" In 2005, scientists at Weill Medical College of Cornell University in New York City used functional MRI to show how hypnotic suggestions can override "automatic" processes in the brain. The fMRI results were also striking. Highly hypnotizable participants showed less activity in a brain area called the anterior cingulate cortex, which is active when people are trying to sort out conflicting information from different sources."

"In the June 25 issue of Neuron, Yann Cojan of the University of Geneva and colleagues report: Hypnotized people who are told that their left hand is paralyzed show brain patterns that differ from those who aren't hypnotized and from those who aren't hypnotized but are told to pretend their left hand is paralyzed. Under hypnosis, neurons in the brain’s motor cortex fired up as usual to prepare for the task. But when instructed to use the left, or “paralyzed” hand, the motor cortex failed to send signals to motor execution regions. Instead, it directed its signals to another brain region, the precuneus. The precuneus is a sort of center for self-consciousness. ... By rerouting motor signals to the precuneus, hypnosis appeared to decouple the typical relationship between brain areas that generate the signals for hand movement and the areas that carry out such movements. Subjects who were not hypnotized and were asked to fake paralysis showed no such disconnect between these regions."

"Consciousness" is still an Achiless heel or a Holy Grail in Neuroscience. There is no agreed definition even for the word consciousness. However, it may be quite safe to say one thing. The word "Consciousness" as used in the Bhgavad-Gita verse quoted at the beginning of this Post and the "consciousness" that science is probing may not be the same.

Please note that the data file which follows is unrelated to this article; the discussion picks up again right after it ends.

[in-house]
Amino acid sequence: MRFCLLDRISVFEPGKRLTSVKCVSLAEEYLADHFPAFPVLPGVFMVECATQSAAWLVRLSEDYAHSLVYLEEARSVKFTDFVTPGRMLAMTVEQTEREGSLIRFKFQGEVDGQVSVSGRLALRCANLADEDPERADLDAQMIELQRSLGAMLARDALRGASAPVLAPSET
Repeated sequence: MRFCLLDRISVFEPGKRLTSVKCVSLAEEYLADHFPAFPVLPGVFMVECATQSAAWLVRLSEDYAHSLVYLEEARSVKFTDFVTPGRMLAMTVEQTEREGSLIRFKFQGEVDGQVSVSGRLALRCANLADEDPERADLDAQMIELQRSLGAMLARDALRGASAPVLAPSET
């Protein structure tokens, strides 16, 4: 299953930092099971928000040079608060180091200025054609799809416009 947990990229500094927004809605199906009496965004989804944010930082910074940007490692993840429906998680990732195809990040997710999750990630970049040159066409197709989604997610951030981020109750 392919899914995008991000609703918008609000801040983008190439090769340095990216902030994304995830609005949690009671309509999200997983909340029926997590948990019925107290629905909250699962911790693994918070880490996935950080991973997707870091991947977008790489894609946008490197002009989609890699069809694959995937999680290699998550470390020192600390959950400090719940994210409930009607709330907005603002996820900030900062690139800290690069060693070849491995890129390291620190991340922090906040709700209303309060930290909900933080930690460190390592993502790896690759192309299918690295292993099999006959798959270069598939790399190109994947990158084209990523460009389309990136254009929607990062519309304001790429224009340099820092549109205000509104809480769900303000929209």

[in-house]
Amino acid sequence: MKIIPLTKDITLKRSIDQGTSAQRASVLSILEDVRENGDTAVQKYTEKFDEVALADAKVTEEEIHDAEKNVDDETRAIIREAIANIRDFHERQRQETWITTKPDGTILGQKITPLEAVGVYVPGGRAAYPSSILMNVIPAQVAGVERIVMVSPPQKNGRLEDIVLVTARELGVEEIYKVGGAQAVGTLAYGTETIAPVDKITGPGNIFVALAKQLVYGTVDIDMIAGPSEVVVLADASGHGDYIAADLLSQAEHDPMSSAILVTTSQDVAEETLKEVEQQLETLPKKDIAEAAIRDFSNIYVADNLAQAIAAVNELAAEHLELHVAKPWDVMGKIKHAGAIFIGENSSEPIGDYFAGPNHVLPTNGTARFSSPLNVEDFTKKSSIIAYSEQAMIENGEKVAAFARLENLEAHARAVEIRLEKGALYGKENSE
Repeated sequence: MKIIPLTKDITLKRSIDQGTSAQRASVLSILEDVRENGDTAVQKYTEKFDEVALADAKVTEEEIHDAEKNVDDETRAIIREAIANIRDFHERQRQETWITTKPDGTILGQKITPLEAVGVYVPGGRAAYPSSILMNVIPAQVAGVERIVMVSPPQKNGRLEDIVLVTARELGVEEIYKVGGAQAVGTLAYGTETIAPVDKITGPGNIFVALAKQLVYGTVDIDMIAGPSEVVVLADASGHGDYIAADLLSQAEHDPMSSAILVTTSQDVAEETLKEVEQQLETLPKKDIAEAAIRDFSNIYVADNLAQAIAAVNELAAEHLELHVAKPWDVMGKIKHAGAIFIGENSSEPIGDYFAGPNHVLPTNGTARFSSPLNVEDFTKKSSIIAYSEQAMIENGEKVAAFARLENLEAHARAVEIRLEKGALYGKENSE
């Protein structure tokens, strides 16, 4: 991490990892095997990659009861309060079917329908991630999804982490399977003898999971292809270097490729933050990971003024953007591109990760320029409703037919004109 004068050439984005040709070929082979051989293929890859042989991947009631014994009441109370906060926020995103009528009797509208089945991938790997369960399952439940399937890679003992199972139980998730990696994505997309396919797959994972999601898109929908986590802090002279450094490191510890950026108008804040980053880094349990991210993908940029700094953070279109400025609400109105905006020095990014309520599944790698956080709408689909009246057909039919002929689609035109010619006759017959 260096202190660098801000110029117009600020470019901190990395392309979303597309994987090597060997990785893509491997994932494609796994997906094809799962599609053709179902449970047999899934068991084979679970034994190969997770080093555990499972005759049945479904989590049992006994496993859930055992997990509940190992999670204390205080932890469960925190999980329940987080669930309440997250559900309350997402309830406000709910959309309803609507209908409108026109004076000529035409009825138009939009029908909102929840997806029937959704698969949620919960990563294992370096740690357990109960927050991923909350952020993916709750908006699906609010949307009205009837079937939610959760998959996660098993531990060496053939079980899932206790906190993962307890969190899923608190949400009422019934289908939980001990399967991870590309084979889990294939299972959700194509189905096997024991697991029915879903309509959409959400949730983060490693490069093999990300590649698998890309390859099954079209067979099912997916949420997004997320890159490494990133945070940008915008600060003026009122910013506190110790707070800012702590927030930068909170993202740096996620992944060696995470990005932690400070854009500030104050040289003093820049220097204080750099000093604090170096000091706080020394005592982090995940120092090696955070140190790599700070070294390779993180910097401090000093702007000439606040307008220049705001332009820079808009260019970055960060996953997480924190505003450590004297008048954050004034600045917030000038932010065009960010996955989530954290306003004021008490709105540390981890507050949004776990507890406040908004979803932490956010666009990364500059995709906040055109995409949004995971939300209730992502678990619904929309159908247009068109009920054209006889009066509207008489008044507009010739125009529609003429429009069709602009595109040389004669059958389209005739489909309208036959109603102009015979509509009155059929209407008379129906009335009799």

Medicos have their own working definition for consciousness, though it is difficult even for them to categorize who is truly in a vegetative state when it comes to edge cases. A recent report by Dr. T. Bekinschtein and others showed how a patient supposed to be in a vegetative state has exhibited a remarkable capacity "to learn." By repeated training, the patient began to respond to a tone before blowing puffs of air on to his eyes. Some others are, of course, skeptical of the results and think it could be a Pavlovian conditioning.

In the meanwhile, anesthesiologists have scored a point. They seem to have found a "spot" for consciousness in the brain. Prof. Marshall Devor and Ruth Abulafia described this month (September 2009) their discovery of an area of the brain that participates in the control of "alert status."

"Loss of response to painful stimuli and loss of consciousness are the most striking characteristics of surgical anesthesia and anesthesia-like states, such as concussion, reversible coma, and syncope (fainting). These states also exhibit behavioral suppression, loss of muscle tone, a shift to the sleep-like "delta-wave" EEG pattern, and depressed brain metabolism."

"A small group of neurons near the base of the brain, in the mesopontine tegmentum, has executive control over the alert status of the entire cerebrum and spinal cord, and can generate loss of pain sensation, postural collapse and loss of consciousness through specific neural circuitry."

They described it as "center of consciousness" at least in the laboratory rats that they experimented with.

Added on 28 July 2011:
I have come across a very absorbing discussion on Defining Consciousness by J. Bogen (Neurosurgeon), C. Koch (Neuroscientist), S. Hameroff (Anesthesiologist), L. Brothers (Psychologist) and R. Kuhn (Moderator) at:

Added on Apr 06, 2012: As you awaken from anesthesia:

"We expected to see the outer bits of brain, the cerebral cortex (often thought to be the seat of higher human consciousness), would turn back on when consciousness was restored following anesthesia. Surprisingly, that is not what the images showed us. In fact, the central core structures of the more primitive brain structures including the thalamus and parts of the limbic system appeared to become functional first, suggesting that a foundational primitive conscious state must be restored before higher order conscious activity can occur."